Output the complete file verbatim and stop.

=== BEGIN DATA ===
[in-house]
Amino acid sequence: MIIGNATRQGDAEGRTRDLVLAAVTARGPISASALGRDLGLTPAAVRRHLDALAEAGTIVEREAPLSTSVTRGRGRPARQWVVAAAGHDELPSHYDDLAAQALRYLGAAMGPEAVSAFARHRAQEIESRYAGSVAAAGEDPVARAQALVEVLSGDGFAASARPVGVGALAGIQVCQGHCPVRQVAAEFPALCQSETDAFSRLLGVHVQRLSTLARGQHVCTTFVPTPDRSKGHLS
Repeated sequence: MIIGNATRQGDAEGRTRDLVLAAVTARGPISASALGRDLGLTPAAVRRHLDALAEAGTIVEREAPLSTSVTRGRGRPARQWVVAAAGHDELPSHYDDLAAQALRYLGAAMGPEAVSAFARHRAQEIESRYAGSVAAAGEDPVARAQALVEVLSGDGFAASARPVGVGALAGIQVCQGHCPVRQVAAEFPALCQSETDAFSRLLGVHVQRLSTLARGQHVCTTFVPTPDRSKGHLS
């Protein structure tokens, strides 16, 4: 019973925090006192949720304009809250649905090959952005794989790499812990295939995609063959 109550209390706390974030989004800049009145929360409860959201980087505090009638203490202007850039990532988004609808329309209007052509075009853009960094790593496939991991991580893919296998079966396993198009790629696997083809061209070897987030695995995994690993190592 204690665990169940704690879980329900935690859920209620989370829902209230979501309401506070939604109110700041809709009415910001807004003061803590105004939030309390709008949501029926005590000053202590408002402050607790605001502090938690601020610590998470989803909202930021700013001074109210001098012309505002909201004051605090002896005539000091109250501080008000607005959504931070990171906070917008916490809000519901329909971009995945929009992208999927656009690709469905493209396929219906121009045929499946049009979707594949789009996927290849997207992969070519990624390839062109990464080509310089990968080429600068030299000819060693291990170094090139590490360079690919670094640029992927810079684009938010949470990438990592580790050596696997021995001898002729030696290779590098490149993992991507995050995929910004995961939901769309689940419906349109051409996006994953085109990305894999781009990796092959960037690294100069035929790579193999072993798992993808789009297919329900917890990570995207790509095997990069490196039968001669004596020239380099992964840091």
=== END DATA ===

[in-house]
Amino acid sequence: MIIGNATRQGDAEGRTRDLVLAAVTARGPISASALGRDLGLTPAAVRRHLDALAEAGTIVEREAPLSTSVTRGRGRPARQWVVAAAGHDELPSHYDDLAAQALRYLGAAMGPEAVSAFARHRAQEIESRYAGSVAAAGEDPVARAQALVEVLSGDGFAASARPVGVGALAGIQVCQGHCPVRQVAAEFPALCQSETDAFSRLLGVHVQRLSTLARGQHVCTTFVPTPDRSKGHLS
Repeated sequence: MIIGNATRQGDAEGRTRDLVLAAVTARGPISASALGRDLGLTPAAVRRHLDALAEAGTIVEREAPLSTSVTRGRGRPARQWVVAAAGHDELPSHYDDLAAQALRYLGAAMGPEAVSAFARHRAQEIESRYAGSVAAAGEDPVARAQALVEVLSGDGFAASARPVGVGALAGIQVCQGHCPVRQVAAEFPALCQSETDAFSRLLGVHVQRLSTLARGQHVCTTFVPTPDRSKGHLS
């Protein structure tokens, strides 16, 4: 019973925090006192949720304009809250649905090959952005794989790499812990295939995609063959 109550209390706390974030989004800049009145929360409860959201980087505090009638203490202007850039990532988004609808329309209007052509075009853009960094790593496939991991991580893919296998079966396993198009790629696997083809061209070897987030695995995994690993190592 204690665990169940704690879980329900935690859920209620989370829902209230979501309401506070939604109110700041809709009415910001807004003061803590105004939030309390709008949501029926005590000053202590408002402050607790605001502090938690601020610590998470989803909202930021700013001074109210001098012309505002909201004051605090002896005539000091109250501080008000607005959504931070990171906070917008916490809000519901329909971009995945929009992208999927656009690709469905493209396929219906121009045929499946049009979707594949789009996927290849997207992969070519990624390839062109990464080509310089990968080429600068030299000819060693291990170094090139590490360079690919670094640029992927810079684009938010949470990438990592580790050596696997021995001898002729030696290779590098490149993992991507995050995929910004995961939901769309689940419906349109051409996006994953085109990305894999781009990796092959960037690294100069035929790579193999072993798992993808789009297919329900917890990570995207790509095997990069490196039968001669004596020239380099992964840091």